Investment Column: An overview of Britain's banged-up banks

Sector view: Banks

John Varley, chief executive of Barclays, says the biggest risk facing the banks is regulation, and he's right. The trouble is that reform in the wake of the financial crisis is still in its early stages. We know banks will need to hold more capital. We know a way for them to fail without tearing a hole in the global financial system, while at the same time putting depositors' funds at risk and requiring taxpayers to step in, needs to be found. But that's about it, beyond any number of high-minded, often contradictory speeches from regulators and lawmakers.

All this makes weighing up banks' shares as investment prospects extraordinarily difficult. How do you take a view on a company which might have to rip itself into two or three different parts in a couple of years? Which brings us back to Barclays.

After its interims, we bought at 359.5p. Yesterday, the bank closed at 321.8p (+9.65p), so it was not the greatest of calls. Yet on fundamentals Barclays is still very cheap. Exane BNP Paribas has it on eight times this year's forecast earnings, six times next year's, and the yield is rising (a prospective 2 per cent this year; 3 per cent next year). Barclays Capital, the star of the show, might not match last year's stunning performance, but there are still grounds for the City to upgrade forecasts on Barclays, which has made a habit of beating expectations. What worries us is the bank's combative approach to its detractors.

Despite not taking any (direct) state funds, it risks becoming a lightning rod for the sector, and is mentioned far too regularly by politicians. Barclays executives are, arguably, endangering a solid investment case with their lack of PR skills. We still say hold for now, but would advise investors to keep a careful eye on political developments and be prepared to bolt if necessary.

Of course, it wasn't just Barclays. HSBC has been highlighted as one of the sector's good guys by no less a figure than Vince Cable, the Liberal Democrats' Treasury spokesman. One wonders if he still holds that view after HSBC's top five bankers were handed £38m and the company announced plans to twist shareholders' arms over its desire to sharply increase the pay of the chief executive, Mike Geoghegan.

In defending bonuses, HSBC's chairman, Stephen Green, once a critic, might have taken some of the heat away from Barclays (and diverted some attention from results which were not well received). HSBC can sometimes be a hard institution to like, and the ever-present, implied threat that it might ultimately quit London is unattractive. We said hold at 661.8p, but be prepared to buy on any weakness (the bank dipped below 650p in February).

Yesterday HSBC closed at 700.6p (+18.6p) . While the results were poorly received, much of the bad news was about accounting quirks and movements in the value of the company's own debt. Bad debts were higher than hoped for, but HSBC's positioning in emerging markets, where economic growth is poised to roar back, is enviable. Regulation is an issue for HSBC, although less so than for Barclays, which has a much greater exposure to developed markets, where crackdowns will be harder. At 14 times this year's forecast earnings, the bank is anything but cheap (although for a bank, the 3.3 per cent prospective yield is racy), but given the markets this bank has exposure to, we still feel HSBC should be in most portfolios. Hold.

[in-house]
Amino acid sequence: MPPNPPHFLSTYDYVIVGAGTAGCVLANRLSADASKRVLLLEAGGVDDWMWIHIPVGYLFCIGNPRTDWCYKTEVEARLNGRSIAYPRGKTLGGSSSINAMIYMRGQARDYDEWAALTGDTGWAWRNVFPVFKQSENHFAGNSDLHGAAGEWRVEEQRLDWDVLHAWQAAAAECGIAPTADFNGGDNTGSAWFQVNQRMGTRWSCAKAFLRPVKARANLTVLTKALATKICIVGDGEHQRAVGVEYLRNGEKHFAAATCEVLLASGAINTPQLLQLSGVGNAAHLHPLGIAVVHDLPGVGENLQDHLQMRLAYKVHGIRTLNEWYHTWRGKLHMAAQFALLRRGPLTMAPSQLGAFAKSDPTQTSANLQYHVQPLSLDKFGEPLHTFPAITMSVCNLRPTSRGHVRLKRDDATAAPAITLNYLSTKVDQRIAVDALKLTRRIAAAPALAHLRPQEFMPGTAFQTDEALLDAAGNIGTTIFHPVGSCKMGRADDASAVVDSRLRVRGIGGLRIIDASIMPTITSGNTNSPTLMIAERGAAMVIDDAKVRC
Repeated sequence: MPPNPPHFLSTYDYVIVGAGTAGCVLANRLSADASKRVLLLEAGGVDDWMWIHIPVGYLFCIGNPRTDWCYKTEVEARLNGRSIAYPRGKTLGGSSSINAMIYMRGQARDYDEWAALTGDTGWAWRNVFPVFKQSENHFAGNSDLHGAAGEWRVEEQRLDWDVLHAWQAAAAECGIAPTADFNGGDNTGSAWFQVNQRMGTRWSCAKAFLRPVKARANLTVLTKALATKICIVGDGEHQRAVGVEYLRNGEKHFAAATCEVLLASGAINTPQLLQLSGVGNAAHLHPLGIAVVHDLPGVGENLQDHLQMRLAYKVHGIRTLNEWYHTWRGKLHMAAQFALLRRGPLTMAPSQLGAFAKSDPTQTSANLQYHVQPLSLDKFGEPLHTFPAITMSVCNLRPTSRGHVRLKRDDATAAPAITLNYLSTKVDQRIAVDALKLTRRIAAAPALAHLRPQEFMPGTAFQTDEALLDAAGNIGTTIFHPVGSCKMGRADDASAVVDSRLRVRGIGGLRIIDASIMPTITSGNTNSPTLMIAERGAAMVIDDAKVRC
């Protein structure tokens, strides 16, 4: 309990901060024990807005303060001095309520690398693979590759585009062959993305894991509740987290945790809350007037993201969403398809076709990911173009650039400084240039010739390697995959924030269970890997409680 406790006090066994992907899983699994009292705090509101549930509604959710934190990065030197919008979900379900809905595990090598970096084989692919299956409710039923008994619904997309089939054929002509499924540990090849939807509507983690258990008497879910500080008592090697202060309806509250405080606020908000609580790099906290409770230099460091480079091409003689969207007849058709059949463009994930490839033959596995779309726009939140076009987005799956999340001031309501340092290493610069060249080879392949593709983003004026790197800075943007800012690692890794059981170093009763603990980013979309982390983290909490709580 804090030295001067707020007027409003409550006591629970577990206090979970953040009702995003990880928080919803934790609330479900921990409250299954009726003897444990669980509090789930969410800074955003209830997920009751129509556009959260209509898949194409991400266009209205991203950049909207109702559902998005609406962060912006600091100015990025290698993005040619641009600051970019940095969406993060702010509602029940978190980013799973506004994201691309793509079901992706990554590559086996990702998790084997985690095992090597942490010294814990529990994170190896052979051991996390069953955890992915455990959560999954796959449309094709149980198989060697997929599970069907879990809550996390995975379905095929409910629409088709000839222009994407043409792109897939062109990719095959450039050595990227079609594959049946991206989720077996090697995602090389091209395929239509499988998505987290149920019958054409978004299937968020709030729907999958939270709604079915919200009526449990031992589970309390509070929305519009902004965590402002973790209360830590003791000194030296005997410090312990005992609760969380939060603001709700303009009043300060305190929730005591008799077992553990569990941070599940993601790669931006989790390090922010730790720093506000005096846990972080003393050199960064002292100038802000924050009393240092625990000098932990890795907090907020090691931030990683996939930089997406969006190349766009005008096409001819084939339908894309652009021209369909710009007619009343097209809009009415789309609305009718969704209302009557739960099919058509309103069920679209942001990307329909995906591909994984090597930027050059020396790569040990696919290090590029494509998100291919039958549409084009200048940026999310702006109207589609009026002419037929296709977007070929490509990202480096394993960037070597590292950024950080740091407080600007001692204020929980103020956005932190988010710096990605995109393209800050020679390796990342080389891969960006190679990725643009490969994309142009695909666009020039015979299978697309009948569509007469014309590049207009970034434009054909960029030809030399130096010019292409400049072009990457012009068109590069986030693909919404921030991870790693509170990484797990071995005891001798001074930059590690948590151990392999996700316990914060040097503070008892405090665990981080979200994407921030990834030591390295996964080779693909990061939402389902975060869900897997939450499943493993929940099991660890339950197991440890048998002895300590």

The truculent, glowering beast that is Lloyds Banking Group wore a sullen snarl at its results presentation. We could care less. We said sell at 106.9p after Lloyds' interims and yesterday the bank closed at 51.41p (+1.15p).

Is there now value at this level? Maybe, but don't expect much good news from the numbers in the short term. Retail banking (and that's what Lloyds is all about) is barely profitable – low interest rates squeeze margins. The outlook for the housing market is cloudy now the stamp duty holiday is over, and we remain concerned about the company's bad debts.

The pledge by UK Financial Investments to steward the Treasury's stake in Lloyds at arm's length has been exposed as a joke, so political interference is a big risk. In the short term, we see some hope for an uptick in the share price, because Lloyds looks to be at its floor. We would, however, treat this as a speculative, penny share investment. In the long term, we have grave doubts, but short term we make Lloyds a speculative buy if it nudges above 75p, then sell.

So to RBS, where the same case could be argued. We said sell at 55.85p, which proved the right call with the shares at 37.74p yesterday, down 1.05p. RBS, with a sizeable investment bank keeping the show on the road, faces similar regulatory issues to Barclays, while lacking the latter's talent and profits. RBS's results were better than some expected, and the gaffe-prone management are at least steadying the ship. But we still feel RBS is one to avoid.

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